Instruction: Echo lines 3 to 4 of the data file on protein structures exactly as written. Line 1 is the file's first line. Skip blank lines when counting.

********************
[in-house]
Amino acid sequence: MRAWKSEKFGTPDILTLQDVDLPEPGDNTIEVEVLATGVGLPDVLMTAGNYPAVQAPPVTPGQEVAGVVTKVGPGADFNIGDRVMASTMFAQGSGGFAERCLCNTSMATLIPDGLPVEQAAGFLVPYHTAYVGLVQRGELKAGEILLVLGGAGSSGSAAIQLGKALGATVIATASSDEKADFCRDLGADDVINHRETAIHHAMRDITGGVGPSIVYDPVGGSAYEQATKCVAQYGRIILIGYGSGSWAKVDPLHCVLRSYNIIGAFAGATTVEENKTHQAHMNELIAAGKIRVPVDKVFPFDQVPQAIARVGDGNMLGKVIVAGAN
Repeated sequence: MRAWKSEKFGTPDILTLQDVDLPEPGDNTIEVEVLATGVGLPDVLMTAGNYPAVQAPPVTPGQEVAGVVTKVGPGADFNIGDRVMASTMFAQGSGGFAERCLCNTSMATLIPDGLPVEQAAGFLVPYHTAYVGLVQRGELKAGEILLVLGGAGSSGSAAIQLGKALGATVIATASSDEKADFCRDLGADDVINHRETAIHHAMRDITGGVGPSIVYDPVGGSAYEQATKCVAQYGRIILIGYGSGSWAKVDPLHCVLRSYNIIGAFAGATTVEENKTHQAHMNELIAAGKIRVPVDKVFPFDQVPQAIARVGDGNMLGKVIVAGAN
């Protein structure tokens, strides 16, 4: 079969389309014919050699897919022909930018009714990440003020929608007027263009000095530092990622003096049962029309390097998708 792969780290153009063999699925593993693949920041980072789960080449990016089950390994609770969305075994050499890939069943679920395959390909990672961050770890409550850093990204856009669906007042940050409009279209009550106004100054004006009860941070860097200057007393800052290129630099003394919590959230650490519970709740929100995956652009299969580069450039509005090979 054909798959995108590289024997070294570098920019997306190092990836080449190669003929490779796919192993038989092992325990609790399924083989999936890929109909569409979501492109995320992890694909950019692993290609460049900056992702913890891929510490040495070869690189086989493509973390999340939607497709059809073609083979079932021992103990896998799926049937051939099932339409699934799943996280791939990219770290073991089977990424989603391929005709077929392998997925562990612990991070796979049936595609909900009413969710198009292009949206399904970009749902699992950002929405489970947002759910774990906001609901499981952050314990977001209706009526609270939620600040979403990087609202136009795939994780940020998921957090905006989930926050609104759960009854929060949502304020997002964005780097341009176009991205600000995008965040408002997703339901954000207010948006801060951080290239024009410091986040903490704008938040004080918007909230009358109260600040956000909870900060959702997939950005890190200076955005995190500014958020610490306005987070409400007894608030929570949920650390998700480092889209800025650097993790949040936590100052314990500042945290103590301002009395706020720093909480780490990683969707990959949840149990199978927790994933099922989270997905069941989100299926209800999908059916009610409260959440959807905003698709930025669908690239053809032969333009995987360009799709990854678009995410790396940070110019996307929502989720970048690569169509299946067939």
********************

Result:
Repeated sequence: MRAWKSEKFGTPDILTLQDVDLPEPGDNTIEVEVLATGVGLPDVLMTAGNYPAVQAPPVTPGQEVAGVVTKVGPGADFNIGDRVMASTMFAQGSGGFAERCLCNTSMATLIPDGLPVEQAAGFLVPYHTAYVGLVQRGELKAGEILLVLGGAGSSGSAAIQLGKALGATVIATASSDEKADFCRDLGADDVINHRETAIHHAMRDITGGVGPSIVYDPVGGSAYEQATKCVAQYGRIILIGYGSGSWAKVDPLHCVLRSYNIIGAFAGATTVEENKTHQAHMNELIAAGKIRVPVDKVFPFDQVPQAIARVGDGNMLGKVIVAGAN
């Protein structure tokens, strides 16, 4: 079969389309014919050699897919022909930018009714990440003020929608007027263009000095530092990622003096049962029309390097998708 792969780290153009063999699925593993693949920041980072789960080449990016089950390994609770969305075994050499890939069943679920395959390909990672961050770890409550850093990204856009669906007042940050409009279209009550106004100054004006009860941070860097200057007393800052290129630099003394919590959230650490519970709740929100995956652009299969580069450039509005090979 054909798959995108590289024997070294570098920019997306190092990836080449190669003929490779796919192993038989092992325990609790399924083989999936890929109909569409979501492109995320992890694909950019692993290609460049900056992702913890891929510490040495070869690189086989493509973390999340939607497709059809073609083979079932021992103990896998799926049937051939099932339409699934799943996280791939990219770290073991089977990424989603391929005709077929392998997925562990612990991070796979049936595609909900009413969710198009292009949206399904970009749902699992950002929405489970947002759910774990906001609901499981952050314990977001209706009526609270939620600040979403990087609202136009795939994780940020998921957090905006989930926050609104759960009854929060949502304020997002964005780097341009176009991205600000995008965040408002997703339901954000207010948006801060951080290239024009410091986040903490704008938040004080918007909230009358109260600040956000909870900060959702997939950005890190200076955005995190500014958020610490306005987070409400007894608030929570949920650390998700480092889209800025650097993790949040936590100052314990500042945290103590301002009395706020720093909480780490990683969707990959949840149990199978927790994933099922989270997905069941989100299926209800999908059916009610409260959440959807905003698709930025669908690239053809032969333009995987360009799709990854678009995410790396940070110019996307929502989720970048690569169509299946067939």